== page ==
Adrian Treves, Francisco J. Santiago-Ávila, and William S. Lynn, Just preservation


Treves et al. (2019) highlight what they consider soft forms of anthropocentrism in the practice and philosophy of conservation, e.g., when even professed non-anthropocentrists assert the precedence of human over nonhuman interests. I consider a few philosophical cases for maintaining human precedence, but ultimately offer a more psychological explanation: our explanations for why humans take precedence serve to reduce dissonance and discomfort, which arise because the norms and institutions of society often compel us to act in ways that violate our moral responsibilities to nonhuman beings.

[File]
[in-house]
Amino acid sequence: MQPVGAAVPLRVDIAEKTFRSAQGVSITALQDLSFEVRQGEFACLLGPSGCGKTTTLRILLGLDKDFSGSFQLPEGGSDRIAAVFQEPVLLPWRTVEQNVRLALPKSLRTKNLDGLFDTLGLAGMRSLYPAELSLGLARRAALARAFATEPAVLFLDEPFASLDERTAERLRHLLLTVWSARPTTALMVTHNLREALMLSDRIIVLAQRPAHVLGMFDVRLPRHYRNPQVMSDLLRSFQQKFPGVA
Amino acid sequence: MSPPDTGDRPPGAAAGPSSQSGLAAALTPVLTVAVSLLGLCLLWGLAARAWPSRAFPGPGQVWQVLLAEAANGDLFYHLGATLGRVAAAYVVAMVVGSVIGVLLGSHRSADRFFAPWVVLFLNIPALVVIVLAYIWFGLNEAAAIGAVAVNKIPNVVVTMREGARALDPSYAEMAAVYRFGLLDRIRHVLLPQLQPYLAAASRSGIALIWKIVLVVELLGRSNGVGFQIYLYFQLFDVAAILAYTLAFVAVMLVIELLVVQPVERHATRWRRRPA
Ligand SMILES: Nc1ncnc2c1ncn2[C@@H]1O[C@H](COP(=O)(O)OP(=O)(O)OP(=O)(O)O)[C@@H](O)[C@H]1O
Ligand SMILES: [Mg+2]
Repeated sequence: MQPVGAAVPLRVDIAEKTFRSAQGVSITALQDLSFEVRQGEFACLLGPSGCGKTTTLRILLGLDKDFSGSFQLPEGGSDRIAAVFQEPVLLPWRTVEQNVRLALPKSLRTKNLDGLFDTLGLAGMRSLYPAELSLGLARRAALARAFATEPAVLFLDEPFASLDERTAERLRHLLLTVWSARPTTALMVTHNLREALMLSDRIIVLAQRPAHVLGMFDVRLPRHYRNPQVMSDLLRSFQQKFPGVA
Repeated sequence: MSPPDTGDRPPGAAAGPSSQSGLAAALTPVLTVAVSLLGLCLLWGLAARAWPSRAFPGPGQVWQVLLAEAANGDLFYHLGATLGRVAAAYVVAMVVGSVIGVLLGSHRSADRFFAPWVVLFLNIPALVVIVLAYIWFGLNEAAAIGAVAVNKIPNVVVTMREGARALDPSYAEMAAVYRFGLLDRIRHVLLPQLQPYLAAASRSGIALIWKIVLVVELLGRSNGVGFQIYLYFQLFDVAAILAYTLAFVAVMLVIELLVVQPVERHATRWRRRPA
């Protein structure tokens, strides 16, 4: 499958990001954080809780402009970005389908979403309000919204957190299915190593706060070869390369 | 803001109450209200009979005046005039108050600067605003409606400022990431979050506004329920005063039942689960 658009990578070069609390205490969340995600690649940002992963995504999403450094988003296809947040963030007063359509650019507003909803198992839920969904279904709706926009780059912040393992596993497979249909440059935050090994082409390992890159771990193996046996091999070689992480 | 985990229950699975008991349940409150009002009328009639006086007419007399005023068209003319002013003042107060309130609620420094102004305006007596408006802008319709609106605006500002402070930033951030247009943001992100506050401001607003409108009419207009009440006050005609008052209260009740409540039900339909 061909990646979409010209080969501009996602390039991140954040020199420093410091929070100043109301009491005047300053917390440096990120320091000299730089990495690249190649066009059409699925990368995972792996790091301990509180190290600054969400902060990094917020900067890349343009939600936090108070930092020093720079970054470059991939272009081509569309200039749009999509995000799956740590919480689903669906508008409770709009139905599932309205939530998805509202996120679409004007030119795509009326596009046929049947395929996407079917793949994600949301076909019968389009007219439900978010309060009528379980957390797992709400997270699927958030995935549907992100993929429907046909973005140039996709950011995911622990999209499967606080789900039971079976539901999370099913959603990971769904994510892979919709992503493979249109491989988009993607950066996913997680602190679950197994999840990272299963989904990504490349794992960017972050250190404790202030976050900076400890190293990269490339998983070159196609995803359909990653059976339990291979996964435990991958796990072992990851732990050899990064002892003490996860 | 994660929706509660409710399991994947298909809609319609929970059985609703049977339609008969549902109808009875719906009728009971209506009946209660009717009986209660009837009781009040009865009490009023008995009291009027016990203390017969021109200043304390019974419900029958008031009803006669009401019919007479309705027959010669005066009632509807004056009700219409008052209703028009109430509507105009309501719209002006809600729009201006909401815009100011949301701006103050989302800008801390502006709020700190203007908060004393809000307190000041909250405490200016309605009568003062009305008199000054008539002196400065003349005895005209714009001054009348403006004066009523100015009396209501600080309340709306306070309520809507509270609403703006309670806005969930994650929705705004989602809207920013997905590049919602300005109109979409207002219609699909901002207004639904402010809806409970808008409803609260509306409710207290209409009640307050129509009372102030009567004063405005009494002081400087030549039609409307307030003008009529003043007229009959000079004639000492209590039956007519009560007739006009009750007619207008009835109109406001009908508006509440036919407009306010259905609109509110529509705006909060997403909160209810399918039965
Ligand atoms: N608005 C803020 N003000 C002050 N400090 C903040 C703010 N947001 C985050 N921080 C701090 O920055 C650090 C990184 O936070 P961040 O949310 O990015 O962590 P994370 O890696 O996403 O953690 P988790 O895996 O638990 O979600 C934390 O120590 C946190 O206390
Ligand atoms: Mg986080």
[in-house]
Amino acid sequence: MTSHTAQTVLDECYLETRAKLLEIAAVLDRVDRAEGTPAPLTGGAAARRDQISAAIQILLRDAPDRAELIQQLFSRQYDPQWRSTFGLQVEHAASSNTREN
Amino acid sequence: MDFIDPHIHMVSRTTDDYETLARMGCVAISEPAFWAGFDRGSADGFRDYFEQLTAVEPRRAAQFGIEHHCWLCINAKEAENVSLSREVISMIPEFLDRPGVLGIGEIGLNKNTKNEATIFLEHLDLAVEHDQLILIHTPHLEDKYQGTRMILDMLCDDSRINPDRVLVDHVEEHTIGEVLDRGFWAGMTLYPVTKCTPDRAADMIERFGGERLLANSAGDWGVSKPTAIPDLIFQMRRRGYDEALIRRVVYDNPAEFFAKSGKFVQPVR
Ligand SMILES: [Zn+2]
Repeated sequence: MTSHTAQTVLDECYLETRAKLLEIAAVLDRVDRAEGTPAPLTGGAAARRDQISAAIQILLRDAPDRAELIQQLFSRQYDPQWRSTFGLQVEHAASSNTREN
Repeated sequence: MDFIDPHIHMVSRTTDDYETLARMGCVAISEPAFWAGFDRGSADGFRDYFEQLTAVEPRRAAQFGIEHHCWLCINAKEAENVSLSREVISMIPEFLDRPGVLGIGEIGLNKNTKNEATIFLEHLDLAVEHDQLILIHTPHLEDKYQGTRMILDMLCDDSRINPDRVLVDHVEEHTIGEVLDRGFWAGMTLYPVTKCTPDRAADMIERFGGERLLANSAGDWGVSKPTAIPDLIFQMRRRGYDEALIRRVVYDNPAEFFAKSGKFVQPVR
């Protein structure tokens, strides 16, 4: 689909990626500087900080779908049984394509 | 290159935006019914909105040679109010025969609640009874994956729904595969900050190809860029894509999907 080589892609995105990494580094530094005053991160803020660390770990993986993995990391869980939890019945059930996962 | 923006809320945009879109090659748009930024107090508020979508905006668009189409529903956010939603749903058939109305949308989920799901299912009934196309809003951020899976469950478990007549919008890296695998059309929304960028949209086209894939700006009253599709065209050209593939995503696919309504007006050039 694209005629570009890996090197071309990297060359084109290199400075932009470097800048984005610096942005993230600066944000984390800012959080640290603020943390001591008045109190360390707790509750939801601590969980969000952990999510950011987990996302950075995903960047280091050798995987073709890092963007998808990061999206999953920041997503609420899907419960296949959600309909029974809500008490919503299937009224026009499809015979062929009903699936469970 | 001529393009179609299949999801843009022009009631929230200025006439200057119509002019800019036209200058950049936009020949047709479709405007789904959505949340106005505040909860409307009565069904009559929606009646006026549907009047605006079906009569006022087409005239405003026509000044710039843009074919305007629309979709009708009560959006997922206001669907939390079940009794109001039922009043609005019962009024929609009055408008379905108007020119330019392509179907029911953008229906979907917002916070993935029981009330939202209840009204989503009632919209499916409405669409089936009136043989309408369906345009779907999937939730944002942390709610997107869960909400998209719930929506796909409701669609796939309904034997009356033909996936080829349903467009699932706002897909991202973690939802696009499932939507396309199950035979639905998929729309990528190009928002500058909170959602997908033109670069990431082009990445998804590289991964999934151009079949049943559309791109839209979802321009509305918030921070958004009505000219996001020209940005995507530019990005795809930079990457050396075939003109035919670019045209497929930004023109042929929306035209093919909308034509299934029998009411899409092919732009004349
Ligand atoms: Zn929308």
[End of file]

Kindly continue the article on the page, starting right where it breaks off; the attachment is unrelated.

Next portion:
Author Biography

Chelsea Batavia is a post-doctoral researcher at Oregon State University. Her research integrates social scientific and philosophical methods, and concentrates on ethical aspects of environmental management and conservation. Website